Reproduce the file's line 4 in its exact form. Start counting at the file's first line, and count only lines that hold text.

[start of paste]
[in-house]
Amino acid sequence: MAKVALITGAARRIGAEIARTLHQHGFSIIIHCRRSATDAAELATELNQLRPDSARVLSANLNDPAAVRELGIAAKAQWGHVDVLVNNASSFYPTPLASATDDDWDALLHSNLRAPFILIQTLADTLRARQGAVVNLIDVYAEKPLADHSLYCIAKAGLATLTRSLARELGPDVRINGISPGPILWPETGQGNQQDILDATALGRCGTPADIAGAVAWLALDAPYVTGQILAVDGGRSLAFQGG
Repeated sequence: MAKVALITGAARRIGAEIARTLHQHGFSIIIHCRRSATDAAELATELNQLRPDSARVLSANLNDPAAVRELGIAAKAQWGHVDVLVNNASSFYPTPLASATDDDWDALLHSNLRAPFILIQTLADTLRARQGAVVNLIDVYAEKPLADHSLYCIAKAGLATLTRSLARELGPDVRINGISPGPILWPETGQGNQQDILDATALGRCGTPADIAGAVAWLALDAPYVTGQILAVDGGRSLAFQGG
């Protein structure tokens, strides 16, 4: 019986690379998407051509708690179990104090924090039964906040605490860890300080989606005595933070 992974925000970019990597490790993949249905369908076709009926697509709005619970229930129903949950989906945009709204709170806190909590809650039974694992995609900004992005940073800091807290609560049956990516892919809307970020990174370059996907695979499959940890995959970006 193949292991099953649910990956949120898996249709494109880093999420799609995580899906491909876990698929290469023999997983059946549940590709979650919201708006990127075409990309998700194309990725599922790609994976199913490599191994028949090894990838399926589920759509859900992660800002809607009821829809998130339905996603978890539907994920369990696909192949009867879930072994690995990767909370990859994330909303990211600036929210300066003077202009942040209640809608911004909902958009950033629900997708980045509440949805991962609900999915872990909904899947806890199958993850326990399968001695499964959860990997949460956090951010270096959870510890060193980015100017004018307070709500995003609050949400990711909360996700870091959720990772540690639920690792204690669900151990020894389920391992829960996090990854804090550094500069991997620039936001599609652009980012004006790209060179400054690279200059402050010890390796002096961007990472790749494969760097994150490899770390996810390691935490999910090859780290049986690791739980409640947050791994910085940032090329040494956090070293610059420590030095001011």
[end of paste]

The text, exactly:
């Protein structure tokens, strides 16, 4: 019986690379998407051509708690179990104090924090039964906040605490860890300080989606005595933070 992974925000970019990597490790993949249905369908076709009926697509709005619970229930129903949950989906945009709204709170806190909590809650039974694992995609900004992005940073800091807290609560049956990516892919809307970020990174370059996907695979499959940890995959970006 193949292991099953649910990956949120898996249709494109880093999420799609995580899906491909876990698929290469023999997983059946549940590709979650919201708006990127075409990309998700194309990725599922790609994976199913490599191994028949090894990838399926589920759509859900992660800002809607009821829809998130339905996603978890539907994920369990696909192949009867879930072994690995990767909370990859994330909303990211600036929210300066003077202009942040209640809608911004909902958009950033629900997708980045509440949805991962609900999915872990909904899947806890199958993850326990399968001695499964959860990997949460956090951010270096959870510890060193980015100017004018307070709500995003609050949400990711909360996700870091959720990772540690639920690792204690669900151990020894389920391992829960996090990854804090550094500069991997620039936001599609652009980012004006790209060179400054690279200059402050010890390796002096961007990472790749494969760097994150490899770390996810390691935490999910090859780290049986690791739980409640947050791994910085940032090329040494956090070293610059420590030095001011």